The Trubble with Chad Hankee
07/15/2021

When Chad Hankee says he’s bored, you’d better get ready for some changes. Here’s a man whose projects, and indeed life’s journey, have been about bending in the wind and changing tack; and that’s not just because he’s a keen sailor. Chad and I sat down at Trubble Brewing Co.’s mothership on Broadway in Fort Wayne, for a natter about carpentry, web design, science and beer.

As Trubble approaches their 6th anniversary in November of 2021, I asked Chad to reflect on what had gone before, and how he had got to this point with the ever-expanding brewpub empire. A North Manchester, IN native, Chad finished his high school days at Homestead on the south side of Fort Wayne. As a young man he was drawn to carpentry, and an apprenticeship took him through a number of years working toward becoming a Journeyman. Further school and experience allowed him to hone his structural engineering skills on multiple architectural and building projects. As all of us who have hung around bright/brite tanks for any amount of time know, skills like those he learned in the early part of his working life are absolutely invaluable in a brewery. Those apparently unconnected paths, separated by the best part of thirty years, certainly seem serendipitous now.

What was more surprising was when I learned that in the time between his early days working in what we might broadly call ‘the construction industry’ and opening Trubble, Chad spent 14 years running a web design business called Modine Designs! When I asked him about these diverse interests and skills, Chad causally put it down to boredom in one form or another. He says, “Moving from job to job was always what I did”.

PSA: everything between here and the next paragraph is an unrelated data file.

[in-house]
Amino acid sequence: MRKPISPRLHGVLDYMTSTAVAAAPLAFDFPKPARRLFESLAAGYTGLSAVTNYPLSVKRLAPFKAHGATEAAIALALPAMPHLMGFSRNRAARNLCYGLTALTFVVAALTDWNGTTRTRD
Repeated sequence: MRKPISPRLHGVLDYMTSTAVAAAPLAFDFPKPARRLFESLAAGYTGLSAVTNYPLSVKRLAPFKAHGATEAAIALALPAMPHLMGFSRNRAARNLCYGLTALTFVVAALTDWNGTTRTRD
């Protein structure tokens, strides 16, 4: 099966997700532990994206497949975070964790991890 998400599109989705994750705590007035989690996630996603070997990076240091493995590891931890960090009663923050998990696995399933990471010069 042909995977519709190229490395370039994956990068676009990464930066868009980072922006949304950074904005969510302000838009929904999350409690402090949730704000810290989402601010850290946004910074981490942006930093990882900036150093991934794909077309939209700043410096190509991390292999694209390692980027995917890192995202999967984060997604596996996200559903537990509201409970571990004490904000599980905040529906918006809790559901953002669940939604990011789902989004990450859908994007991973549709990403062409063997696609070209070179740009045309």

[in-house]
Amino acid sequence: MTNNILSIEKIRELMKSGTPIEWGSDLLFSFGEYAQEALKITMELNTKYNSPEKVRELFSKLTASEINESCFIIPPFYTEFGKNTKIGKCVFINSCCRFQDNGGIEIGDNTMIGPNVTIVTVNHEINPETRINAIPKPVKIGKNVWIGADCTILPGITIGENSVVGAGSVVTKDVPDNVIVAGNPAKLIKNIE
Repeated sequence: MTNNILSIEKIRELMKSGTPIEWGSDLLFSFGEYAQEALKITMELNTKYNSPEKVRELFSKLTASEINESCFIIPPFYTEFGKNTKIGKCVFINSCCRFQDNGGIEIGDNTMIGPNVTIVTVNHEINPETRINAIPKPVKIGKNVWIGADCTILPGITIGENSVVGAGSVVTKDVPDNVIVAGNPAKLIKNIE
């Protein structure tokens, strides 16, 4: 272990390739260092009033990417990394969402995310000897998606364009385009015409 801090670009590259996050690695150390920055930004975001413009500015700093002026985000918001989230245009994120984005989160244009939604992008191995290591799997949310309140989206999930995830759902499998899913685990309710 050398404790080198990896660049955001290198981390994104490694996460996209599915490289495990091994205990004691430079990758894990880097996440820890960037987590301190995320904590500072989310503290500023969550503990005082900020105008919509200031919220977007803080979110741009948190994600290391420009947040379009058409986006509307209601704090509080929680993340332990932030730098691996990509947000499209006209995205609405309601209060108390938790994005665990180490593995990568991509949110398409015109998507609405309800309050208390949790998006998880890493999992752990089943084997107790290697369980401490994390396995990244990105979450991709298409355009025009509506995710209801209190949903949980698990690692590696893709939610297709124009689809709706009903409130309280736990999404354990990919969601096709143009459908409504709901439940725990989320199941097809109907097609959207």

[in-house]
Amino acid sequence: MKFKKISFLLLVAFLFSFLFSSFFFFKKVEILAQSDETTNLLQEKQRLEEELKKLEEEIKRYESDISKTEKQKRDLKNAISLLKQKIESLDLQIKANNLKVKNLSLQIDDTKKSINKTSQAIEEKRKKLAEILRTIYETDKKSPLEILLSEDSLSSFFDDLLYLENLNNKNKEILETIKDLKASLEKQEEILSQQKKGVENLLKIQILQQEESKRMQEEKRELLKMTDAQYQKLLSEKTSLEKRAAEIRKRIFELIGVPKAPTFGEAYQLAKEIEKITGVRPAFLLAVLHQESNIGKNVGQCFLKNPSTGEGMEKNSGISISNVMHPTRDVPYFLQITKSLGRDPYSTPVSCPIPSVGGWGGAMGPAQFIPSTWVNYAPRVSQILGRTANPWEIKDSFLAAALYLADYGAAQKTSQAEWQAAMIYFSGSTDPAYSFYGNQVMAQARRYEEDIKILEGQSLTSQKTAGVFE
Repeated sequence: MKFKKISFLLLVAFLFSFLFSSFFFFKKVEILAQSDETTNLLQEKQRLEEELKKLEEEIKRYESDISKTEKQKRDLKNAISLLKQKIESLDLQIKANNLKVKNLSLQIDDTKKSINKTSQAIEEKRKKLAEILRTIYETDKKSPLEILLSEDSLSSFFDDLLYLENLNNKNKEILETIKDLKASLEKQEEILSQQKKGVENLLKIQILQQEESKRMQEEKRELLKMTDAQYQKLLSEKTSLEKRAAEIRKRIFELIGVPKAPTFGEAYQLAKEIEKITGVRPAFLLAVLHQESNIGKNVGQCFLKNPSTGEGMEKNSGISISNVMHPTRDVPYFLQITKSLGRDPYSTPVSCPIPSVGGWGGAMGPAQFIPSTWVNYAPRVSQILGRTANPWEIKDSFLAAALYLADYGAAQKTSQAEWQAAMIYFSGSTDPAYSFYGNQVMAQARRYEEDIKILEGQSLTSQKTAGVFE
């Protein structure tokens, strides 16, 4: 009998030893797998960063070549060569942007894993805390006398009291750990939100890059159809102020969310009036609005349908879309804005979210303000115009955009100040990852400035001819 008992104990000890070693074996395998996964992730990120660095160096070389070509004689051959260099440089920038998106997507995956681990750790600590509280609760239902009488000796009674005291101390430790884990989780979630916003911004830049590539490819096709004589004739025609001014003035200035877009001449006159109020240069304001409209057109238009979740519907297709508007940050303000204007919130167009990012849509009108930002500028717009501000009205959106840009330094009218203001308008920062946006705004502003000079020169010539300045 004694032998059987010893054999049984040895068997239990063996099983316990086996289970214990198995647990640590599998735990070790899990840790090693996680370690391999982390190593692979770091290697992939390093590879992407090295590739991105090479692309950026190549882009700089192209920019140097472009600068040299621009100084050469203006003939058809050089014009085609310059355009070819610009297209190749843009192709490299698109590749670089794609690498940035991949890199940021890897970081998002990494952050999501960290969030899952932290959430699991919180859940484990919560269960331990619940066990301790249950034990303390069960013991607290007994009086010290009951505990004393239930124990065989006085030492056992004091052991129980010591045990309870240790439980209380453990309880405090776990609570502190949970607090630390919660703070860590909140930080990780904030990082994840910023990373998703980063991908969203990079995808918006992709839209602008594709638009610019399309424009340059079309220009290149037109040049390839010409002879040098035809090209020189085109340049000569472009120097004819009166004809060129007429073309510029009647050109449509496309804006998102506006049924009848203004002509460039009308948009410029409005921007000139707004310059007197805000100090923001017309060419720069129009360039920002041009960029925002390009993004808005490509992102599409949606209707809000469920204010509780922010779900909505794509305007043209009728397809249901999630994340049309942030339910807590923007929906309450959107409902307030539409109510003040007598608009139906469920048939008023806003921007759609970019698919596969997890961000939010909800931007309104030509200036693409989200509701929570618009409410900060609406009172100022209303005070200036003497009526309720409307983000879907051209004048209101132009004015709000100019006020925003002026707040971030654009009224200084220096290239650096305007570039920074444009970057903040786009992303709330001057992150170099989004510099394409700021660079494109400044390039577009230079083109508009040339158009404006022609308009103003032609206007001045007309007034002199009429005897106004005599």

Chad spoke of his own ‘beer evolution’ that mirrors so many other people in the US in the early 2000’s. Macro adjunct lagers, through nationally distributed beers like Fat Tire, on to IPAs, eventually progressing to a full appreciation. Much of that passage was developed via drinking at Mad Anthony with his best-friend. That same best-friend was Chad’s brew buddy, but when his brewing partner moved away, Chad decided to buy is own system. Like a number of his Fort Wayne brewmaster peers, he quickly moved away from the simple extract brews of his first few batches, and on to more sophisticated beers on the new system. His early beers were based upon traditional styles, and some of those brews are still in evidence in Trubble’s regular rotation to this day. Mindtrap, DogJaw, Dogslobber and Blind leading the Bland were all beers that were born in one form or another on that initial, homebrew system. After four or five years of perfecting them and gaining experience, Chad’s need to move onwards and upwards kicked in again. He decided to open a brewery – as you (he) do (does)!